10 Takeaways from Patriots First Visit to Denver in November Contest Versus Broncos
With the New England Patriots set to make their second trip to play the Broncos in Denver this weekend, I took a look back at their first contest earlier this season. The Pats fell short, losing 30-24 in overtime. Here’s 10 takeaways from that game. —
– The Patriots couldn’t ask for a better start in their Nov. contest against the Broncos. New England’s defense got a three-and-out, Denver’s bad punt gave Tom Brady the ball on the Broncos’ 47 yard line. Four plays later the Patriots were winning 7-0.
They could use a similar start this week.
– The Pats front seven was dominant in the first half. Rob Ninkovich made his presence known early and the defense kept Denver’s offense in check. Jamie Collins’ absence, forced Jonathan Freeny and Jerod Mayo to get a lot more snaps. His athleticism would have been useful tracking the Denver tailbacks.
In the second half, Dont’a Hightower’s absence — leaving with a knee injury at the end of the second quarter — was felt. The Pats lost containment on Denver’s running backs and it opened up the Broncos offense.
– Gary Kubiak’s offense is run oriented. In the first matchup, Brock Osweiler was under center for the majority of snaps. Denver runs a lot of misdirection plays, trying to get the opponents defense to move one way in order for the runner to cutback and move the other direction.
With Peyton Manning starting at quarterback this time around, the offense will shift slightly. He’ll be in shotgun or in the pistol formation over half the time. The idea is still the same though. The Broncos will establish the run, then use bootleg passes and play-action to get the Patriots defense off-balance.
– There’s no question Demaryius Thomas is a talented receiver, but he was erased by Logan Ryan in this game. Denver targeted Thomas 13 times in week 12, but he only caught one pass for 36 yards. He had zero receptions at halftime.
While Ryan shadowed Thomas for the majority of the game, the focus was clearly on Emmanuel Sanders. Malcolm Butler was in coverage more often than not and it’s expected to be a similar game plan this time around. He was more successful, however, hauling in six passes for 113 yards.
New England must double Sanders, forcing Manning to go another direction.
– There will be a lot of new additions in this rematch. The Patriots were without Julian Edelman, Danny Amendola, Collins and they’ll have Rob Gronkowski as well as Hightower which both left the first contest with injuries.
The Broncos will be getting some players back, too. TJ Ward left the game with an injury and was sorely missed. Edge player DeMarcus Ware, who missed the first game with a back injury, will also play.
– New England’s front must control Denver’s rushing attack. They did a good job in the first half, holding the Broncos to 43 yards on 15 carries. After the Hightower injury, and without Collins, Denver was able to generate a much-needed ground attack. Backup linebackers Freeny and Mayo missed some key tackles down the stretch, which gave the Broncos big yards in critical spots, including the game winning play in overtime.
– In big games, special teams play is usually magnified. At the beginning of the fourth quarter, trailing 21-7, the Broncos caught a huge break. Undrafted rookie, Chris Harper, muffed a punt that gave Denver the ball in New England’s territory.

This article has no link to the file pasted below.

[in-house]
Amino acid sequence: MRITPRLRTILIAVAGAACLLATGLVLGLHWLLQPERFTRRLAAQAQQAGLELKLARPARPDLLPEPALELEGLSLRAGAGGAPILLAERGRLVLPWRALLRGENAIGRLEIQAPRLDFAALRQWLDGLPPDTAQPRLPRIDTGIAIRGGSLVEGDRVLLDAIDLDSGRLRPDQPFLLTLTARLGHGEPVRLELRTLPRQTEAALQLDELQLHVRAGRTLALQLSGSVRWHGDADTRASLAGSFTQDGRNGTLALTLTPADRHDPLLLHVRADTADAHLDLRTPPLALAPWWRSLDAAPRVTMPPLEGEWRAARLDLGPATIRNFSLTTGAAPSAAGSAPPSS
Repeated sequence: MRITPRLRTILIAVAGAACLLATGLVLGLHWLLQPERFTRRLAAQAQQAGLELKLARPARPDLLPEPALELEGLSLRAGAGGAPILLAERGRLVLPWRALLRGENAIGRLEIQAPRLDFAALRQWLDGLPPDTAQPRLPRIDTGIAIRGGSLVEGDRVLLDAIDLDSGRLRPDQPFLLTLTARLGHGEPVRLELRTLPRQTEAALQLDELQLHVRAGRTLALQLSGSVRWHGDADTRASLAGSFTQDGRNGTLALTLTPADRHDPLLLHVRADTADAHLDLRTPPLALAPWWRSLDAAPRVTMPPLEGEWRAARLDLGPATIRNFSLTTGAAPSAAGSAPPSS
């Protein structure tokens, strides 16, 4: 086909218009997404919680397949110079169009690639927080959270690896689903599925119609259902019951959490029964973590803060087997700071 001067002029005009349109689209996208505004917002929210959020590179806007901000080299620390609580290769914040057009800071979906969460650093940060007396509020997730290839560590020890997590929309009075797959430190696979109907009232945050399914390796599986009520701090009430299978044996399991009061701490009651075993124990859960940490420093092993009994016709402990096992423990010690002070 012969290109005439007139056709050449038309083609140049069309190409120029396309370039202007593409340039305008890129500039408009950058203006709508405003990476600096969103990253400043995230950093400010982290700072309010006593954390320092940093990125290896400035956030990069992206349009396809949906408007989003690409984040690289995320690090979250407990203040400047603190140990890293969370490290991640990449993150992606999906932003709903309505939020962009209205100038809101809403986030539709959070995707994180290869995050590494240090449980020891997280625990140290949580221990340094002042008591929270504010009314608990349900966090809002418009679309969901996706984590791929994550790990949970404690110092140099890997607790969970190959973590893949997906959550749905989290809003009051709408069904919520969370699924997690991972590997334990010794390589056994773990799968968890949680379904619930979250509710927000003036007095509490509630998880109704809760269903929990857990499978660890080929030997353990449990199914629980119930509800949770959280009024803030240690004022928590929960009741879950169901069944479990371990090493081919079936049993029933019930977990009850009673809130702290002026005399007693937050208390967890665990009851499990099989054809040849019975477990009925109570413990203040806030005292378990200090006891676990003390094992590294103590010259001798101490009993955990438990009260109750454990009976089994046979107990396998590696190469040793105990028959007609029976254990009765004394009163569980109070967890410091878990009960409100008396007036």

The Broncos scored a touchdown four plays later.
But Denver had some critical errors throughout the contest. A missed field goal from Brandon McManus gave New England some early momentum and punter Britton Colquitt did not have a single punt inside the 20 which helped the Pats field position.
Expect this to be another big area of focus this week.
– New England used a lot of crossing routes in this contest. With Amendola and Edelman out, they relied heavily on splitting Brandon Bolden out wide and tried to take advantage of the Denver linebackers in space.
With both wide receivers available this time around, along with James White having a larger role in the offense, expect them to be fed early and often. It would be a surprise if Josh McDaniels strays away from the same type of play calling as the team had a lot of success back in November.
– One thing the Patriots weren’t afraid to do in week 12 — blitz. They sent an extra rusher early and often. One way they did this was with a linebacker going up the middle on a delayed blitz frequently. New England would start with three or four down lineman, then the Patriots would bring some extra heat two seconds later.
With Manning at QB, instead of the more mobile Osweiler, there’s little doubt Bill Belichick and Matt Patricia will dial-up some of the same blitzes that worked so well the first time around.
Osweiler took some huge hits in the first contest. If the Patriots are able to get to Manning in the same fashion, he might not finish the game. With Manning’s health an issue all season, he can’t afford any free hits. He’s always been good at avoiding it, though. Nevertheless, it’s still in the Pats best interest to put him under duress and force some untimely throws, hopefully ending with some turnovers.
– Third down is likely where this game will be won or lost for both teams. In November’s contest, the Patriots were just 2-of-13 and struggled to stay on the field. This is why Edelman and Amendola are key this time around. With Edelman on the field, the Patriots have been around 20 percent better on third downs throughout the season. The ability for New England pass catchers to get open quickly will alleviate some of the pressure on the offensive line against a tough Denver pass rush and move the chains.
More on this game in the coming days. Look for my pregame thoughts, three keys to victory and prediction later in the week.
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